Due to a reduced demand, the shift to next-generation 5G networks in cities and towns across the U.S. will be delayed. Meanwhile, the supply chain of telecom gear has been disrupted, which was largely based in China. Further, 5G’s debut in factories, warehouses, and shipping ports will be similarly delayed, which will be a big blow for businesses that were poised to boost productivity via upgrades to a company’s wireless network. Further, the global standards for 5G have been halted, freezing an update vital for industrial uses, connecting thousands of sensors and building private cellular networks that can be sliced and diced for different users.
Global shipments went down 38% last February as closed U.S. retail outlets have certainly hurt sales. In that same token, consumers dealing with a rapid economic downturn are less willing to pay for a pricey new model unless it’s necessary.
Since users are more wary about making physical contact with a device or screen, biometric readers will see a steep decline. As a result, contact-free facial and iris detection will see a surge in interest. Microsoft, Apple, and Amazon are among the organizations leading the charge in facial recognition research.
In order to fight this pandemic and avoid the next one, people will be more in favor of giving up their privacy online in pursuit of safety. According to infectious disease experts, the aggressive tracking of people who test positive for COVID-19 can speed their recover while also preventing future outbreaks. Therefore, the use of smartphones and location data will be critical as Google and Facebook are already in contact with the federal government to share anonymized location data.
As travel restrictions continue to hamper businesses, smart glasses like those with video cameras and see-through lenses that overlay digital information will see new demand. For example, using headsets that have both Wi-Fi/cellular connections plus headphones, a boss can talk to an employee on a jobsite while seeing what the worker is seeing. Further, AR hardware like that provided by Microsoft can better enable remote work by creating lifelike virtual meetings on jobsites and in the office.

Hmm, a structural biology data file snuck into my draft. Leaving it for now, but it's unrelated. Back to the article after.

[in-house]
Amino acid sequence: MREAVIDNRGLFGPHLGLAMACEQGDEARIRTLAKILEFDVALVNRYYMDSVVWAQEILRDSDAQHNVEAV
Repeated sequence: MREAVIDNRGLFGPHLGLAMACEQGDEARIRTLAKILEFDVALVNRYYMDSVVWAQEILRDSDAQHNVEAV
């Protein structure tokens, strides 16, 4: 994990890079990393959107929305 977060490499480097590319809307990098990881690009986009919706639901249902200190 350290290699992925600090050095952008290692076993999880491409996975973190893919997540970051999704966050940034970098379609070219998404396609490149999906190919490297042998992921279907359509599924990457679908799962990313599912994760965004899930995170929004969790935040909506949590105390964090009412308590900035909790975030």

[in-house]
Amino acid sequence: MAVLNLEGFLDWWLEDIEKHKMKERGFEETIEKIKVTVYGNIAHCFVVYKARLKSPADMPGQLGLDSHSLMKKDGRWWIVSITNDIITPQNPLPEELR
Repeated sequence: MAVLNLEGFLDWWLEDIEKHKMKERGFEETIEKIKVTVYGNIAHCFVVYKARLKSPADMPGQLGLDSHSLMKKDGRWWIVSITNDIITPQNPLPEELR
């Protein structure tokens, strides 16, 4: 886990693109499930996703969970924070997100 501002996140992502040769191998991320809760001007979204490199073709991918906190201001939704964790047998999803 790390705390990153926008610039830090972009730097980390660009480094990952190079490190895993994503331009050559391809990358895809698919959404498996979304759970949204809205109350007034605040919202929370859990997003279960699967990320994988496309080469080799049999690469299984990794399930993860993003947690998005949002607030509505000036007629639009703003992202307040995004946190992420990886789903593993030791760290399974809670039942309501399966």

In the near future, expect a steep decline in industrial robot shipments. Yet, in the coming years, the push to automate factories sets up the industry with new applications. Further, some virus-fighting robots are seeing demand now; for instance, UVD Robots’ mobile robot can disinfect a hospital room with ultraviolet light.
Drones can be a vital delivery resource during a pandemic, so expect federal regulators to speed up the adoption of delivery drones. The focus will, of course, be on lifesaving uses, such as delivering medicine and virus test kits. Further, some drones will be used for surveillance and monitoring by police.
At-home education will get a boost, as more federal funding will got to Wi-Fi hotspots for this purpose. To keep up with public demand, lawmakers will take more aggressive action to bring high-speed internet to the millions of Americans who do not have access to the web and therefore cannot work or learn from home.
The widespread push for working from home will plant the seeds for better telework software. Investors will also become more receptive to teleworking start-ups as they see businesses more concerned with staying productive. Expect useful new features in the coming months from companies like Slack and Microsoft Teams.
While the above industries aren’t the only ones undergoing change, they certainly are facing some unprecedented challenges. In the next installment of this subject, we’ll look at how banking, retail, and other industries are expected to change post-COVID-19.
In the meantime, no matter how your business is dealing with the pandemic, Stefanini is here to assist you every step along the way. Check out this page for how we’re responding to coronavirus to get an idea of our solutions, support, and more.